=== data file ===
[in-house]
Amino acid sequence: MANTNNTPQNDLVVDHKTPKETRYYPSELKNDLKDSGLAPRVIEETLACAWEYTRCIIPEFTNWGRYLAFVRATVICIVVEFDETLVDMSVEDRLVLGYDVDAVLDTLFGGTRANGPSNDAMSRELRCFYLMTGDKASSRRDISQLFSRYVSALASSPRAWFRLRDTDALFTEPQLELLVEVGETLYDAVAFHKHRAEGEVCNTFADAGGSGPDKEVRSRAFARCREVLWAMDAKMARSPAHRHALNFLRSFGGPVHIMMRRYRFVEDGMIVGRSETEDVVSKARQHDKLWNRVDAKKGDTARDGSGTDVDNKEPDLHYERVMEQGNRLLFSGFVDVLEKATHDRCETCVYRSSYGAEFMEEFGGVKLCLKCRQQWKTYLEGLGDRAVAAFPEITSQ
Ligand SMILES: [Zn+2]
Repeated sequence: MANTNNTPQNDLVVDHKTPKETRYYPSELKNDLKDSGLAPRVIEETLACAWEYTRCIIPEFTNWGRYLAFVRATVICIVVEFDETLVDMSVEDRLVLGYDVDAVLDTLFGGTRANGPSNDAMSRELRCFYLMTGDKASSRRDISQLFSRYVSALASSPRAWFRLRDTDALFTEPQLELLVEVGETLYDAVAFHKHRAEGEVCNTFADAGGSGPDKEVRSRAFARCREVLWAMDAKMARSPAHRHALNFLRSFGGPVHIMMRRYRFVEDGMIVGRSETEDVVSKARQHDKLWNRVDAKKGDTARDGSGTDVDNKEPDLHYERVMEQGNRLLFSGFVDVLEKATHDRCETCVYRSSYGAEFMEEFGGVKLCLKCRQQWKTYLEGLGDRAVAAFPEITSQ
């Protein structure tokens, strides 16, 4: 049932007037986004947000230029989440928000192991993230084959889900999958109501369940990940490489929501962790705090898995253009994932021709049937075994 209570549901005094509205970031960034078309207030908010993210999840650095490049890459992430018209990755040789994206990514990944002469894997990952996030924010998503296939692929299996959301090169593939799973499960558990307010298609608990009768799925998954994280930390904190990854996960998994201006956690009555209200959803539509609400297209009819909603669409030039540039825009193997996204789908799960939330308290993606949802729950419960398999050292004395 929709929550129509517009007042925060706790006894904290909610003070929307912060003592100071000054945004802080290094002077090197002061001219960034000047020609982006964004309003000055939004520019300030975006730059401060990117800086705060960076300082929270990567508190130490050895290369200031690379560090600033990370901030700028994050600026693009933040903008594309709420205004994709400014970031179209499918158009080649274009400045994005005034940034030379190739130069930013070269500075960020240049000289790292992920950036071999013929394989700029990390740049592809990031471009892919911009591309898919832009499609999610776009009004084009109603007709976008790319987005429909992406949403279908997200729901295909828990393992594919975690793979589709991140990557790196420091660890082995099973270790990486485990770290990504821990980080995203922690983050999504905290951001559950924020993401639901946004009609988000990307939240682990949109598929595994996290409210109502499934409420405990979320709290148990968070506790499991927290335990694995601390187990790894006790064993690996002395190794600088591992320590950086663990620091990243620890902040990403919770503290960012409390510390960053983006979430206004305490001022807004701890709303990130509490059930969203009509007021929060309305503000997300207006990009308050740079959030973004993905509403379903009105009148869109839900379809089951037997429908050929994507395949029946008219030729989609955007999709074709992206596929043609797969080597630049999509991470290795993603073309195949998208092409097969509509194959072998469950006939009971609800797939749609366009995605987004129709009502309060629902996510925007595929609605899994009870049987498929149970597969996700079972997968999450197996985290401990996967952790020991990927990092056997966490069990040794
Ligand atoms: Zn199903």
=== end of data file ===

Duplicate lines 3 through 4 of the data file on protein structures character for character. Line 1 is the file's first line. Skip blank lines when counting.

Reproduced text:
Ligand SMILES: [Zn+2]
Repeated sequence: MANTNNTPQNDLVVDHKTPKETRYYPSELKNDLKDSGLAPRVIEETLACAWEYTRCIIPEFTNWGRYLAFVRATVICIVVEFDETLVDMSVEDRLVLGYDVDAVLDTLFGGTRANGPSNDAMSRELRCFYLMTGDKASSRRDISQLFSRYVSALASSPRAWFRLRDTDALFTEPQLELLVEVGETLYDAVAFHKHRAEGEVCNTFADAGGSGPDKEVRSRAFARCREVLWAMDAKMARSPAHRHALNFLRSFGGPVHIMMRRYRFVEDGMIVGRSETEDVVSKARQHDKLWNRVDAKKGDTARDGSGTDVDNKEPDLHYERVMEQGNRLLFSGFVDVLEKATHDRCETCVYRSSYGAEFMEEFGGVKLCLKCRQQWKTYLEGLGDRAVAAFPEITSQ